There are many definitions of parental alienation. A simple definition is when one parent isolates the children from the other parent through words or conduct, such that it creates anger, hostility, lack of affection or division between the child and the other parent.
Parental alienation can come in many different ways. They are:
Negative Comments (Disparagement):
Many times, parental alienation is when one parent states negative comments or criticism of the other parent. This can include insulting the other parent, speaking negatively about the other parent, or blaming you for the divorce. Oftentimes, one parent will state that other parent is “not paying child support” or “always late in picking you up” or other negative comments about the divorce.
In addition to direct negative comments from one parent to the children, parental alienation also occurs when one parent allows their relatives or friends to also engage in stating negative comments. It is not “ok” to allow a grandparent, aunt or uncle to engage in negative comments about the other parent.
Undermining Your Authority as a Parent:
Another form of parental alienation is when one parent allows the children to believe that the other parent’s authority or discipline can be ignored. It is completely improper to tell the children that they “don’t have to listen to you”.
Some examples of undermining authority are when one parent tells the children, while they are with you: (i) that they don’t have to do their homework; (ii) they don’t have to listen to your bedtime; or (iii) they don’t have to do the chores you assign to them.
Of course, it would be best if both parents have similar rules when it comes to parenting the children.
Parental alienation is also defined when you allow a child to make decisions that are more suited for an adult or parent. For example, allowing the child to decide whether or not they can visit with you.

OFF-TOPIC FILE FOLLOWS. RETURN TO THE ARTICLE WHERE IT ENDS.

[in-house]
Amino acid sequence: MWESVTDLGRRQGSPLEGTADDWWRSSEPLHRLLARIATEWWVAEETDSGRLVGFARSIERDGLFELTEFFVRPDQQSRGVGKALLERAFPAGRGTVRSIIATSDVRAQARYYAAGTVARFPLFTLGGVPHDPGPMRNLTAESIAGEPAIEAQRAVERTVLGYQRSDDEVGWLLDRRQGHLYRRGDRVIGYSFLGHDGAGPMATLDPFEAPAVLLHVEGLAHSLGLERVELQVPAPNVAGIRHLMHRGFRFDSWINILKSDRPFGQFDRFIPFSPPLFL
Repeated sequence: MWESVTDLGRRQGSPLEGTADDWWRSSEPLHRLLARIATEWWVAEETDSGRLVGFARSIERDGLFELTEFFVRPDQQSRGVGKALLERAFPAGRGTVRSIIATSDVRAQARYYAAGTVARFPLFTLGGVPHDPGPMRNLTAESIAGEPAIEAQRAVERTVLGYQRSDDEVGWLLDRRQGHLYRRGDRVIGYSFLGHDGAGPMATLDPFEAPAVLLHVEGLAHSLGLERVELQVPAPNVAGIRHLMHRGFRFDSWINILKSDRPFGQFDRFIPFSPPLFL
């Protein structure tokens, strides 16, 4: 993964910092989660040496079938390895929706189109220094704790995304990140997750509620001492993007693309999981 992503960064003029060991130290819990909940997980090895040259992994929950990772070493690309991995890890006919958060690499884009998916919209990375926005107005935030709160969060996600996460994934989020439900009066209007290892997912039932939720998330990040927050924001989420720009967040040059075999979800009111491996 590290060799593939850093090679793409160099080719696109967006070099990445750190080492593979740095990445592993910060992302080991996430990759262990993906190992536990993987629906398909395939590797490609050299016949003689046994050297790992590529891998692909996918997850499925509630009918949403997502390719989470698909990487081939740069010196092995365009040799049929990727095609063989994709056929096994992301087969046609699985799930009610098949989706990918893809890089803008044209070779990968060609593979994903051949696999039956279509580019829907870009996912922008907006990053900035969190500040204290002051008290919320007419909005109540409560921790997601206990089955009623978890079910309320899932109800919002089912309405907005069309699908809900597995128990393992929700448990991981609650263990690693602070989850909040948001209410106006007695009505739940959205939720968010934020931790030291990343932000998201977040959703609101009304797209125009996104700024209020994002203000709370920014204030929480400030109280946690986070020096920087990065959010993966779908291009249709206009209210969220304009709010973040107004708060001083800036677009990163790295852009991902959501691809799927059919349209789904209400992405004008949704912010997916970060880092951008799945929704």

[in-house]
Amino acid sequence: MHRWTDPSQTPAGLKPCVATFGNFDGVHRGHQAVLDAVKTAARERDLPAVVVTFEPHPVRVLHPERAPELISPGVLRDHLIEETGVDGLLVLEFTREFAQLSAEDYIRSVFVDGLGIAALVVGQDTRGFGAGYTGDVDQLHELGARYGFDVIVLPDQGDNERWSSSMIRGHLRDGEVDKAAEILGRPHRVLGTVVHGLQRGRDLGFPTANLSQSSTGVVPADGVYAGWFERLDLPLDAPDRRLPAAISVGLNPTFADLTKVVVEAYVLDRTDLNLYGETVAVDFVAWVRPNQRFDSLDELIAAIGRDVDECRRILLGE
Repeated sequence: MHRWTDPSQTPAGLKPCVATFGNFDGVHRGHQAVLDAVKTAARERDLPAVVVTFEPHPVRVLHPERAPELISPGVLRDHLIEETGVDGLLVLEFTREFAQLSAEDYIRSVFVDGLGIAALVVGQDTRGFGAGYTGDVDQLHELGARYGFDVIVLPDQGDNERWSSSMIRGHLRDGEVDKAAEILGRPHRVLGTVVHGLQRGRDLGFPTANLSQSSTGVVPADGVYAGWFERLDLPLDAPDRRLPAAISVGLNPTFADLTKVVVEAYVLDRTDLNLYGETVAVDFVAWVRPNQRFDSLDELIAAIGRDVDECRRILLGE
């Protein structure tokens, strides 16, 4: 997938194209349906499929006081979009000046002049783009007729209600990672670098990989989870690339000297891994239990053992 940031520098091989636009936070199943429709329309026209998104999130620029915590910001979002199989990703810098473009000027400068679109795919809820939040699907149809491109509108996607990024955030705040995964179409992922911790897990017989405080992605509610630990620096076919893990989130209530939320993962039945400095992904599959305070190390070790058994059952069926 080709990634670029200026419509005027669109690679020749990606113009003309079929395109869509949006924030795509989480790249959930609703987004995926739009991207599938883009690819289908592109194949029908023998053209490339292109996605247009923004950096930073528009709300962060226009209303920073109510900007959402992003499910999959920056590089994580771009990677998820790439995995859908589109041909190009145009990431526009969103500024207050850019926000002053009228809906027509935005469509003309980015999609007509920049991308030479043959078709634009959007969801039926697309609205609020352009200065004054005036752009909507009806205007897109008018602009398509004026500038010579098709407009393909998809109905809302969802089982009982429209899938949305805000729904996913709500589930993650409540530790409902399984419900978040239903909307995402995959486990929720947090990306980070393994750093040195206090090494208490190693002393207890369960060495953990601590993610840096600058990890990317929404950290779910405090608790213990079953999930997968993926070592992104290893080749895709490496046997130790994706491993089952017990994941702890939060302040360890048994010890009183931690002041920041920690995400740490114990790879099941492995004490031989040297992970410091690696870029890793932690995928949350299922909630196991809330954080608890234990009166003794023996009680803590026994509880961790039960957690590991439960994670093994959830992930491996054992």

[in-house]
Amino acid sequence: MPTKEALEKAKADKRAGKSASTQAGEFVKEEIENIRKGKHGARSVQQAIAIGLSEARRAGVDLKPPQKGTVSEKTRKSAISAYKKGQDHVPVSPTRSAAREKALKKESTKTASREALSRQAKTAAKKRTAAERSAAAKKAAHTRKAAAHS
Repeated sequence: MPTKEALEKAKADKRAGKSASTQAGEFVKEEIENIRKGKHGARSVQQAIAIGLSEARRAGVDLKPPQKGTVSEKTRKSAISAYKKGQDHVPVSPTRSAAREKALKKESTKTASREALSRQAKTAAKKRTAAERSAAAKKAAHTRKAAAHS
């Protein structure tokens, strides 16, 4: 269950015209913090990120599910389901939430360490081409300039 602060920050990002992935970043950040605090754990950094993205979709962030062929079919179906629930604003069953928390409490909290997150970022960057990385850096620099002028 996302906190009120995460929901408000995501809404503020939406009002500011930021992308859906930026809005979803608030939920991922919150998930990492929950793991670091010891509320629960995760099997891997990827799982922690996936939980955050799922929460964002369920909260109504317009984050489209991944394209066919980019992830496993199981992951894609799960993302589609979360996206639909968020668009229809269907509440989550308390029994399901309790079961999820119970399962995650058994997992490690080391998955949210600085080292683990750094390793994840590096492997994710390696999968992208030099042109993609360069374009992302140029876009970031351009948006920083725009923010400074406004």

A Second Dad or Second Mom
During the divorce process, if a parent tells the children to call their significant other “Mom” or “Dad”, this is a form of parental alienation. Similarly, allowing the significant other to “act” as a second Dad or second Mom. This could be when the significant other shows up to teacher-parent meetings, coaching the child in sports, or taking the child to the doctor and “acting” as the biological parent.
False allegations of domestic abuse, child abuse, drug use, neglect or other negative actions are a serious issue by themselves. False allegations can also be part of parental alienation. If one parent uses false allegations so as to alienate the other parent or to restrict the other parent’s parenting time, then that can be considered part of parental alienation.
Parental alienation is a serious concern and unfortunately can happen in your divorce. If you believe that your spouse is engaging in parental alienation, you must take immediate action. David Badanes, Esq. and the Badanes Law Office, P.C. are equipped to notice the signs of parental alienation and help you in fighting such actions.
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